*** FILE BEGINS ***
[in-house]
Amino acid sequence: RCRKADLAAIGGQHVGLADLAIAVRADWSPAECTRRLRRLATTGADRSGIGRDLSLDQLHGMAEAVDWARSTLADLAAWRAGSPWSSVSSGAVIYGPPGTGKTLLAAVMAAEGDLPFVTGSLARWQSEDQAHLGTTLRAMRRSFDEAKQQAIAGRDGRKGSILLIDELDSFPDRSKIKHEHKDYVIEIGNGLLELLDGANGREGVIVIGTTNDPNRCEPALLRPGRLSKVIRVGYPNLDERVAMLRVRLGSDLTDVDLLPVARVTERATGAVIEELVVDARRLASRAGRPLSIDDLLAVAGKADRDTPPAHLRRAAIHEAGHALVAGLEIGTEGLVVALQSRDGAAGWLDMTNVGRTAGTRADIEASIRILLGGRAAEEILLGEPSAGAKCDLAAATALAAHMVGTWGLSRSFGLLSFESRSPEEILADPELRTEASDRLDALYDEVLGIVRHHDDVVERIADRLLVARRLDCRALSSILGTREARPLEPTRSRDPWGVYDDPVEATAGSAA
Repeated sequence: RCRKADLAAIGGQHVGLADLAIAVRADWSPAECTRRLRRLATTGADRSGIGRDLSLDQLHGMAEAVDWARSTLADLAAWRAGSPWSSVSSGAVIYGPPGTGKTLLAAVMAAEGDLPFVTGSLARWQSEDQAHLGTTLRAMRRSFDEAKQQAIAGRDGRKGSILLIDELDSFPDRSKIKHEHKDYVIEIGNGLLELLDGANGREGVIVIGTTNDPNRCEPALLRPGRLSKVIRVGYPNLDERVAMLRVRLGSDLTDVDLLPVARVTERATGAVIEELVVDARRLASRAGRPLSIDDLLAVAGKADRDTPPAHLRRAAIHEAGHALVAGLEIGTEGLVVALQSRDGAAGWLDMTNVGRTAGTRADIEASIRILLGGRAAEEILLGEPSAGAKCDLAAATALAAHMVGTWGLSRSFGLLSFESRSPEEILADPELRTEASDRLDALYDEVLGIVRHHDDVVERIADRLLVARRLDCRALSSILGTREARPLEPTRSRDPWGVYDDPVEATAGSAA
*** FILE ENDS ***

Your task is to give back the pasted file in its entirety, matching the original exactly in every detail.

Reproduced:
[in-house]
Amino acid sequence: RCRKADLAAIGGQHVGLADLAIAVRADWSPAECTRRLRRLATTGADRSGIGRDLSLDQLHGMAEAVDWARSTLADLAAWRAGSPWSSVSSGAVIYGPPGTGKTLLAAVMAAEGDLPFVTGSLARWQSEDQAHLGTTLRAMRRSFDEAKQQAIAGRDGRKGSILLIDELDSFPDRSKIKHEHKDYVIEIGNGLLELLDGANGREGVIVIGTTNDPNRCEPALLRPGRLSKVIRVGYPNLDERVAMLRVRLGSDLTDVDLLPVARVTERATGAVIEELVVDARRLASRAGRPLSIDDLLAVAGKADRDTPPAHLRRAAIHEAGHALVAGLEIGTEGLVVALQSRDGAAGWLDMTNVGRTAGTRADIEASIRILLGGRAAEEILLGEPSAGAKCDLAAATALAAHMVGTWGLSRSFGLLSFESRSPEEILADPELRTEASDRLDALYDEVLGIVRHHDDVVERIADRLLVARRLDCRALSSILGTREARPLEPTRSRDPWGVYDDPVEATAGSAA
Repeated sequence: RCRKADLAAIGGQHVGLADLAIAVRADWSPAECTRRLRRLATTGADRSGIGRDLSLDQLHGMAEAVDWARSTLADLAAWRAGSPWSSVSSGAVIYGPPGTGKTLLAAVMAAEGDLPFVTGSLARWQSEDQAHLGTTLRAMRRSFDEAKQQAIAGRDGRKGSILLIDELDSFPDRSKIKHEHKDYVIEIGNGLLELLDGANGREGVIVIGTTNDPNRCEPALLRPGRLSKVIRVGYPNLDERVAMLRVRLGSDLTDVDLLPVARVTERATGAVIEELVVDARRLASRAGRPLSIDDLLAVAGKADRDTPPAHLRRAAIHEAGHALVAGLEIGTEGLVVALQSRDGAAGWLDMTNVGRTAGTRADIEASIRILLGGRAAEEILLGEPSAGAKCDLAAATALAAHMVGTWGLSRSFGLLSFESRSPEEILADPELRTEASDRLDALYDEVLGIVRHHDDVVERIADRLLVARRLDCRALSSILGTREARPLEPTRSRDPWGVYDDPVEATAGSAA